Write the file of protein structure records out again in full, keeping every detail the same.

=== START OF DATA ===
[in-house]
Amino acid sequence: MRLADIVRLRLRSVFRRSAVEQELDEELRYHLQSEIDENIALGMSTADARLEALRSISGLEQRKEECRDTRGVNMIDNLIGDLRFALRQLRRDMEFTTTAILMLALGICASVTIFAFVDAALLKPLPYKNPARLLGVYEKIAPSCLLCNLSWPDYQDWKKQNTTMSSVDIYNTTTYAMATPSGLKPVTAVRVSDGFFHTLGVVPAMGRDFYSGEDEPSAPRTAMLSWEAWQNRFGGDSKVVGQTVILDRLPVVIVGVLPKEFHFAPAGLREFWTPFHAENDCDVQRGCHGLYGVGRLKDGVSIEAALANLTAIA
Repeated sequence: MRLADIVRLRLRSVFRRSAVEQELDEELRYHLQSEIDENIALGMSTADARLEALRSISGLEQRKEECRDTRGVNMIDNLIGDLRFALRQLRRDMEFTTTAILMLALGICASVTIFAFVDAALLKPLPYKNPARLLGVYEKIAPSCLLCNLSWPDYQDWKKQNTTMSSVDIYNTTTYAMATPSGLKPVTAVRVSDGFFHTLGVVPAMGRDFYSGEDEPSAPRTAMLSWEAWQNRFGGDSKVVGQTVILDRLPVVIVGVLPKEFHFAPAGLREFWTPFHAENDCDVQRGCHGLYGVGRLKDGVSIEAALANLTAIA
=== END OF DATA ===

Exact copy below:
[in-house]
Amino acid sequence: MRLADIVRLRLRSVFRRSAVEQELDEELRYHLQSEIDENIALGMSTADARLEALRSISGLEQRKEECRDTRGVNMIDNLIGDLRFALRQLRRDMEFTTTAILMLALGICASVTIFAFVDAALLKPLPYKNPARLLGVYEKIAPSCLLCNLSWPDYQDWKKQNTTMSSVDIYNTTTYAMATPSGLKPVTAVRVSDGFFHTLGVVPAMGRDFYSGEDEPSAPRTAMLSWEAWQNRFGGDSKVVGQTVILDRLPVVIVGVLPKEFHFAPAGLREFWTPFHAENDCDVQRGCHGLYGVGRLKDGVSIEAALANLTAIA
Repeated sequence: MRLADIVRLRLRSVFRRSAVEQELDEELRYHLQSEIDENIALGMSTADARLEALRSISGLEQRKEECRDTRGVNMIDNLIGDLRFALRQLRRDMEFTTTAILMLALGICASVTIFAFVDAALLKPLPYKNPARLLGVYEKIAPSCLLCNLSWPDYQDWKKQNTTMSSVDIYNTTTYAMATPSGLKPVTAVRVSDGFFHTLGVVPAMGRDFYSGEDEPSAPRTAMLSWEAWQNRFGGDSKVVGQTVILDRLPVVIVGVLPKEFHFAPAGLREFWTPFHAENDCDVQRGCHGLYGVGRLKDGVSIEAALANLTAIA